One of the keys to success in the Australian property markets is debt. Indeed, some commentators believe the reason many Australians profit from the sale of their property is due to purchasing the property with a large amount of debt, the investment discipline of paying a regular mortgage and a growing population, meaning, there has been increasing demand.
Many share investors use debt too – often via margin lending. But banks will typically underwrite a much larger percentage of your investment when you’re buying property rather than shares. That’s great from a return point of view – but it is an added risk.
One other difference between shares and property investing is the amount of effort involved. By choosing to invest in managed funds, you can invest in shares using a very hands-off approach. To successfully invest in residential property, you must manage:
- maintenance and renovations
- mortgages, leases, buying and selling.
All this work requires skills not all investors have (or creates costs if outsourced to property managers or real estate agents). In short — unless you’re a trader, as opposed to a buy-and-hold investor — property investing requires more work than long-term equity-investing.
The historical returns on shares and residential property are both attractive and broadly similar so returns are probably not the deciding factor. While property has more risk than many believe, shares are more volatile. Property investment typically requires more debt than equity investing and is more admin heavy. This needs to be considered when calculating the real cost of the investment and when seeking to maximise returns.
The decision to buy property or shares seems to be less about returns and more about individual attitudes to things like risk, debt and involvement with your investment. Those are very personal decisions and a chat to a financial adviser about your lifestyle goals will probably improve your decision-making when it comes to shares vs property.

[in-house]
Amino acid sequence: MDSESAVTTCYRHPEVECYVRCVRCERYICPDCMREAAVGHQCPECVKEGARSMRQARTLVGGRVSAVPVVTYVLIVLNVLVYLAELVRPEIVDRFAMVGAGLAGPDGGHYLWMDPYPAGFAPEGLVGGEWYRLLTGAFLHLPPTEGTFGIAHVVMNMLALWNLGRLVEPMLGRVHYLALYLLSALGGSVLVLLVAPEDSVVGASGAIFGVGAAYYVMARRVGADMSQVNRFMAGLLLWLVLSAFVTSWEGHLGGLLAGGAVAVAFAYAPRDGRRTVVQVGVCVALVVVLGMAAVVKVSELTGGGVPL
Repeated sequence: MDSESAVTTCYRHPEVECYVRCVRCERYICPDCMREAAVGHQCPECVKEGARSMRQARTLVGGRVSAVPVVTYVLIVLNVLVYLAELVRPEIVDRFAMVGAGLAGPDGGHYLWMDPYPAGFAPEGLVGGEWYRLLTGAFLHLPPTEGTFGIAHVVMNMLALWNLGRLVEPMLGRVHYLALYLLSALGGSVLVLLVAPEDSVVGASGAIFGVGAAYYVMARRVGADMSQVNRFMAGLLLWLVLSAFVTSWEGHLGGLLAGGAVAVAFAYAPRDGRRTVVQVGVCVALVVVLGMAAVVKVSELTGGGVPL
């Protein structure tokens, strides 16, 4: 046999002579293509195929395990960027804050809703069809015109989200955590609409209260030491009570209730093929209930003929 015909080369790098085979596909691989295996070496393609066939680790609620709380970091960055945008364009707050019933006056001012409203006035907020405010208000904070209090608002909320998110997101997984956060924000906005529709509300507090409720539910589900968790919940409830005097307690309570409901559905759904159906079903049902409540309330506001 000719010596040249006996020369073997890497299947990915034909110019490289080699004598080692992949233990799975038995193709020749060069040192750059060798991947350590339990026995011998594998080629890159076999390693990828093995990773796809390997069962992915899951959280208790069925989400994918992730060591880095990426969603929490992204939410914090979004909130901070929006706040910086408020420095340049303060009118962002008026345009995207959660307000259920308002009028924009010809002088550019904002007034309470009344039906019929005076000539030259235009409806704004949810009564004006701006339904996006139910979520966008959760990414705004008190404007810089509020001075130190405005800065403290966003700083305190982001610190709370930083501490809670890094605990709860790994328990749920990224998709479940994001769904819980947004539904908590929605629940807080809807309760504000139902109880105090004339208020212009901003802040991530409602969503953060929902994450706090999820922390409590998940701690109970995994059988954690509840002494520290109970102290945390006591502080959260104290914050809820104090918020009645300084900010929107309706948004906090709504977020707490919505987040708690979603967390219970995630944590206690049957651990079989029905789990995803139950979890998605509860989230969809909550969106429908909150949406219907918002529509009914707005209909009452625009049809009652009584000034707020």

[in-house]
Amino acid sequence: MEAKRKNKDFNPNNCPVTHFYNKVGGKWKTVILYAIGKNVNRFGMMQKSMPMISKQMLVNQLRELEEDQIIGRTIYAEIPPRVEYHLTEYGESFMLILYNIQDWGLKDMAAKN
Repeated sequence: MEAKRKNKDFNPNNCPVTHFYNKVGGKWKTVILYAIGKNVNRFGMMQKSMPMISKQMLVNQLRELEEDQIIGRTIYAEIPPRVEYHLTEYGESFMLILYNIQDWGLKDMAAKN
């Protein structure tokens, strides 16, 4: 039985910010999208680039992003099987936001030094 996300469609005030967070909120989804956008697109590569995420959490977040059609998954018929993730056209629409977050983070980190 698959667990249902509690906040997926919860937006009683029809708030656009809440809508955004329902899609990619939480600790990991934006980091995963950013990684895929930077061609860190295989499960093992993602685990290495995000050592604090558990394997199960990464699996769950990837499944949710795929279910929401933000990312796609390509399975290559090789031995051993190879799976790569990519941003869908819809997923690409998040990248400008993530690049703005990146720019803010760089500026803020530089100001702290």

1The rate of return of everything, 1870-2015. Oscar Jorda, Katharina Knoll, Dimitry Kuvshinov, Moritz Schularick, Alan M Taylor. NBER Working Paper Series, National Bureau of Economic Research. Published December 2017, revised May 2019. https://www.nber.org/papers/w24112.pdf. Accessed 18 August 2020
5 What an 85pc fall in migration means for the economy and housing. John Kehoe, May 1, 2020 https://www.afr.com/policy/economy/later-migration-plunge-to-hurt-economy-and-housing-20200501-p54p2g. Accessed 18 August 2020.
6 Amazon’s share price performance on Barchart. https://www.barchart.com/stocks/quotes/AMZN/performance. Accessed 29 August 2020.
7 Interest rates to stay low but unlikely to go 'negative' says RBA boss Philip Lowe. By business reporter Nassim Khadem, Tuesday 26 November 2019. https://www.abc.net.au/news/2019-11-26/interest-rates-to-stay-low-but-unlikely-to-go-negative-says-rba/11739728. Accessed 17 August 2020.
Important information and disclaimer
This article has been prepared by NULIS Nominees (Australia) Limited ABN 80 008 515 633 AFSL 236465 (NULIS) as trustee of the MLC Super Fund ABN 70 732 426 024. The information in this article is current as at October 2020 and may be subject to change. The information in this article is general in nature and does not take into account your objectives, financial situation or needs. You should consider obtaining independent advice before making any financial decisions based on this information and before investing in a financial product read the relevant Product Disclosure Statement. You should not rely on this article to determine your personal tax obligations. Please consult a registered tax agent for this purpose. Opinions constitute our judgement at the time of issue. In some cases information has been provided to us by third parties and while that information is believed to be accurate and reliable, its accuracy is not guaranteed in any way. Subject to terms implied by law and which cannot be excluded, NULIS does not accept responsibility for any loss or liability incurred by you in respect of any error, omission or misrepresentation in the information in this communication. Past performance is not a reliable indicator of future performance. The value of an investment may rise or fall with the changes in the market.